Koan is in the town of Fujisawa in the Shonan region, a resort area on the east coast of Japan. The town can be reached by train from Tokyo in just under an hour e.g. there are some direct trains to Fujisawa from Ebisu station in Tokyo, and others from Shinigawa station. The restaurant is about a five minute walk from Fujisawa station, and the town itself faces Sagami bay, looking out onto the Pacific ocean. Fujisawa is, it has to be said, much less picturesque than nearby Kamakura, but it had a pleasant quiet feel to it after the bustle of Tokyo. As so often in Japan, the restaurant was in a little side street rather than on one of the main shopping streets of the town. Koan's head chef is Iizima Yukinori, who opened the restaurant in 2004.
There are a few tables but we sat at the counter for our lunch. Waitresses wore traditional Japanese dress and we were lucky enough to have one who spoke very good English (she turned out to be a student, waitressing part time). The meal began with a little dish of bamboo shoots, nori (seaweed), a vinegar dressing and a shellfish called a horned turban (aka turbo shell). The bamboo was very tender (15/20), which is more than could be said for the horned turban, though as this is the first time I have eaten this I will not pass judgement on it.
This was followed by soup with shrimp, carrot and jelly ear mushroom, and a local edible flower. This was very enjoyable, the shrimp tender, the stock light and refreshing (16/20). This was followed by raw abalone and octopus. The abalone was of the chewy variety, which I had always assumed inherent to abalone until I tasted abalone at a few top places in Tokyo, such as Sushi Yoshitake and Ryugin. I am not a fan of raw octopus, and the abalone was not particularly good compared to the best I have eaten (13/20). Much better was crab with a sweet ginger sauce, the crab delicate, the sauce a nice pairing with the crab (16/20).
Sushi of conger eel was very pleasant, though again not up there at the level of the top sushi places in Tokyo (15/20). Next came a selection of little dishes. Cooked trout came with roast duck wrapped around a vegetable filling, bamboo tempura wrapped with ham, bamboo, tomato, a local bean, a little leaf bud and wheat gluten. The duck was the star for me, with lovely flavour, though the trout was also good if cooked a fraction long, while the vegetables were good (15/20).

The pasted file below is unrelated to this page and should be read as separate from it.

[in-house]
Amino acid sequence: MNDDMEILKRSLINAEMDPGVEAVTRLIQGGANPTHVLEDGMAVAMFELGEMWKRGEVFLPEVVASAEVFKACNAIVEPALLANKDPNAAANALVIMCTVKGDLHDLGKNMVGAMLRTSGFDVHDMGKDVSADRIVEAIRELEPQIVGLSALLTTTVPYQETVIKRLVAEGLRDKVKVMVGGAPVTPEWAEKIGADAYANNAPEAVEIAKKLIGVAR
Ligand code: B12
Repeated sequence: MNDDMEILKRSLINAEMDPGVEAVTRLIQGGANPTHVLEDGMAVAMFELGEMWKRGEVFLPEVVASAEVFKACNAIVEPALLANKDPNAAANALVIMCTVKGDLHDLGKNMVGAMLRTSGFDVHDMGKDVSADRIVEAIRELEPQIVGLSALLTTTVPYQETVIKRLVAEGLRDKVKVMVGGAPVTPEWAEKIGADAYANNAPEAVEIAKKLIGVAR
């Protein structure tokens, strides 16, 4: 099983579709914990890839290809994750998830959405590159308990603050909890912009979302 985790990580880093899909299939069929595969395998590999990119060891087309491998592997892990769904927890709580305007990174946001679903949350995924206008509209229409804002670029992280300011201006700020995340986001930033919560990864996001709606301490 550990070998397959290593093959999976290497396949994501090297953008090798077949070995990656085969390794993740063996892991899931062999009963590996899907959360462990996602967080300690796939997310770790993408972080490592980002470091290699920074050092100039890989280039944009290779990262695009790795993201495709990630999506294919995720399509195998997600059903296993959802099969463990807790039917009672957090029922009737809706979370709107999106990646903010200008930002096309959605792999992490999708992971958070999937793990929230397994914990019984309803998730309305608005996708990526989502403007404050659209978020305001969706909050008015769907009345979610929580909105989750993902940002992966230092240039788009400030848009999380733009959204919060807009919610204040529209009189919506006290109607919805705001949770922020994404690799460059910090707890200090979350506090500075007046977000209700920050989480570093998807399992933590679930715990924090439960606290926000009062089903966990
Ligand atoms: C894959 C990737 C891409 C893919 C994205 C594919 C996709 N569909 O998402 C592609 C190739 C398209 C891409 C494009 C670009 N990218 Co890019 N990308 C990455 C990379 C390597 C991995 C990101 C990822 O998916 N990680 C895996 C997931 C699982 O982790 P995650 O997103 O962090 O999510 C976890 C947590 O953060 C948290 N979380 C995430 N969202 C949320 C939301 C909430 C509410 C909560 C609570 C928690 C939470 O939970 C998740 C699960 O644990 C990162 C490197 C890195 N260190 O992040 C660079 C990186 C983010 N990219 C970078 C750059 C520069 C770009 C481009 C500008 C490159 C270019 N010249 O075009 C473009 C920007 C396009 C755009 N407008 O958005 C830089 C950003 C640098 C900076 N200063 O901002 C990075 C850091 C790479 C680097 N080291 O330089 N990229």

This was followed by a soup of bamboo and baby aubergine. The latter had particularly good flavour and was carefully cooked, the bamboo was tender and the vegetable stock light and seasoned well (15/20). At this stage a rice dish arrived with pickles, always the last savoury dish of a kaiseki meal. In this case the dish was more interesting than just a plain bowl of rice, served here with egg and shiitake mushrooms and a subtle sesame dressing.
Dessert was a bean paste a stretchy green concoction that defied translation; looking like something from a Dr Who episode, this is something that is clearly best appreciated by Japanese people. It was followed by an exquisitely pretty presentation of fresh fruit, the orange, strawberry and milk mousse arranged with cherry blossom and a little lacquer screen. The fruit itself was lovely, the strawberry having excellent flavour.
Overall the experience at Koan was very pleasant, and although for me the food was not quite up there in the league of top Kyoto kaiseki restaurants, neither was the price. The bill came to ¥19,000 for two including drinks, which works out to £73 a head. Hardly excessive for the level of effort that went into the food. Service was utterly charming, from our superb waitress through to the very welcoming chef and hostess. At the end of the meal, as we prepared to head off back to the railway station to return to Tokyo, our waitress insisted on walking us back to the station to ensure we found it all right and bought the right ticket. How often has that happened to you at a restaurant in Europe?